The classic line-up (1958-1961) :

Born Carl Edward Gardner, 29 April 1928, Tyler, Texas
Died 12 June 2011, Port St Lucie, Florida

BILLY GUY, baritone
Born Delmar Phillips, 20 June 1936, Itasca, Texas
Died 5 November 2002, Las Vegas, Nevada

CORNELL GUNTER, second tenor
Born Cornelius Gunter, 14 November 1936, Coffeyville, Kansas
Died (was murdered) 26 February 1990, Las Vegas, Nevada

Born Will J. Jones, 14 May 1928, Shreveport, Louisiana
Died 16 January 2000, Long Beach, California

The Coasters are widely regarded as the pre-eminent vocal group of the original rock n roll era. Their story is also the story of Jerry Leiber and Mike Stoller, their songwriters-producers, who started working with a black California group called The Robins in 1953. When Leiber and Stoller formed their own Spark imprint in 1954, the Robins became the most prolific act on the label. The end of Spark Records in November 1955, following a buy-out by Atlantic/Atco, also meant the end of the(se) Robins, most of whom were not keen on signing with Atco. Leiber and Stoller convinced two members, Carl Gardner and Bobby Nunn, to start a new group. Within two weeks they found a baritone (Billy Guy), a second tenor (Leon Hughes) and a guitarist (Adolph Jacobs). Thus the Coasters were born, at the end of 1955.

Leiber and Stoller were signed to Atlantic as independent producers and took their new group into the studio on January 11, 1956, which resulted in two singles. Both "Down In Mexico" (Atco 6064) and "One Kiss Led To Another" (Atco 6073) were R&B hits, peaking at # 8 and # 11 respectively, with the latter also crossing over to the pop charts (# 73). The real breakthrough of the Coasters came in the spring of 1957, with the double-sided smash "Searchin'" (# 1 R&B, # 3 pop) / "Young Blood" (# 2 R&B, # 8 pop). At this point, they were still an L.A.-based group, but when Leiber and Stoller moved to New York City in late 1957 and asked the group to join them, Nunn and Hughes quit the Coasters. (Or they were fired by the group's manager, Lester Sill, according to a different version of the story.) They were replaced by Cornell Gunter (ex-Flairs) and Will 'Dub' Jones (ex-Cadets, lead singer on "Stranded In the Jungle"), early in 1958. This line-up of the group (Gardner, Guy, Gunter, Jones) is the most famous one. They are the ones people saw in key publicity shots and the ones that were on all the memorable hits from 1958-1961, most notably the four Top 10 pop hits : "Yakety Yak" (# 1, 1958), "Charlie Brown" (# 2, 1959), "Along Came Jones" (# 9, 1959) and "Poison Ivy" (# 7, 1959). With the exception of "Along Came Jones", these were also Top 20 hits in the UK, on the London American label. Starting with "Yakety Yak", the (awesome) sax solos were provided by King Curtis, whose contributions became another important factor in the group's success.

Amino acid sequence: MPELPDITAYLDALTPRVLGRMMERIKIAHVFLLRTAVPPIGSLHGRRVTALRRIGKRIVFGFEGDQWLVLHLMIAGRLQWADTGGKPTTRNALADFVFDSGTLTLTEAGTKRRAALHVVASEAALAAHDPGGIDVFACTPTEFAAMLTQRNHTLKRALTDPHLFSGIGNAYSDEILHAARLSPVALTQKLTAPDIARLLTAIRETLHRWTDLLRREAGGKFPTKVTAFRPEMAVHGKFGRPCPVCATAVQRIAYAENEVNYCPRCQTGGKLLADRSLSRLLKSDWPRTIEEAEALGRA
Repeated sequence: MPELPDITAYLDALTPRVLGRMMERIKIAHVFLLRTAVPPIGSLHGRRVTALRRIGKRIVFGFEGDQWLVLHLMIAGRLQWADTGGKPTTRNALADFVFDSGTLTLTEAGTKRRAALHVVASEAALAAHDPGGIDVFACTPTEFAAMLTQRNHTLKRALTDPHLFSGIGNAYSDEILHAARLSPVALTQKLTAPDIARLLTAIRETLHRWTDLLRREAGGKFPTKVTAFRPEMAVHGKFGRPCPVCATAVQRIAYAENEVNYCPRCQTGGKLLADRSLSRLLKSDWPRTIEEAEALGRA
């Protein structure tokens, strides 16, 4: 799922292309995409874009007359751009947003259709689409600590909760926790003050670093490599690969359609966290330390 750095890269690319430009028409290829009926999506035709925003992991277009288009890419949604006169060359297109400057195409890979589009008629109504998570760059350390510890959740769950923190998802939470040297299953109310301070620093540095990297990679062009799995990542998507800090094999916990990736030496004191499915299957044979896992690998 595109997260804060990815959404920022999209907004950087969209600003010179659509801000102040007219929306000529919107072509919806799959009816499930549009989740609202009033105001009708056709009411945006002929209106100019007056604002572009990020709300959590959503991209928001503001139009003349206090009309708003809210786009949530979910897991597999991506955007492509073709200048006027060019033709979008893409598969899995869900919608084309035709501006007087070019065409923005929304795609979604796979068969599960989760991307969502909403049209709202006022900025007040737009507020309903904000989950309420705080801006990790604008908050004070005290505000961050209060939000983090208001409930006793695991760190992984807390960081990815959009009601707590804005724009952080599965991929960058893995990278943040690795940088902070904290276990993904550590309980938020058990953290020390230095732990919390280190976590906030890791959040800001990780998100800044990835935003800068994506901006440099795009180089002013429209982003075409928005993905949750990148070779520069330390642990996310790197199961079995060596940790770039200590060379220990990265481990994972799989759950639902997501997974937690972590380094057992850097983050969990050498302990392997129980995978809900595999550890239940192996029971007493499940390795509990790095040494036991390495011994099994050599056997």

After "Poison Ivy", the group had only one more Top 30 hit ("Little Egypt", # 23 in 1961), though there were still several smaller hits. In common with all rock n roll acts, the Coasters began to sell fewer and fewer records towards the early sixties. Their decline was synonymous with Leiber and Stoller's increasing involvement with companies other than Atlantic. Already in late 1960, outside producers were called upon to oversee Coasters sessions (Lee Hazlewood and Lester Sill with "Ridin' Hood", written by Dallas Frazier). There was only one session in 1962 and after producing "The P.T.A." in January 1963, Leiber and Stoller left Atlantic. The later Atco singles (1963-66) were often covers ("Lovey Dovey", "Money Honey", "Saturday Night Fish Fry", "She's A Yum Yum") or remakes of old Robins tunes ("I Must Be Dreaming"). Cornell Gunter had left the group in 1961 and was replaced by Earl Carroll, the former lead singer of the Cadillacs.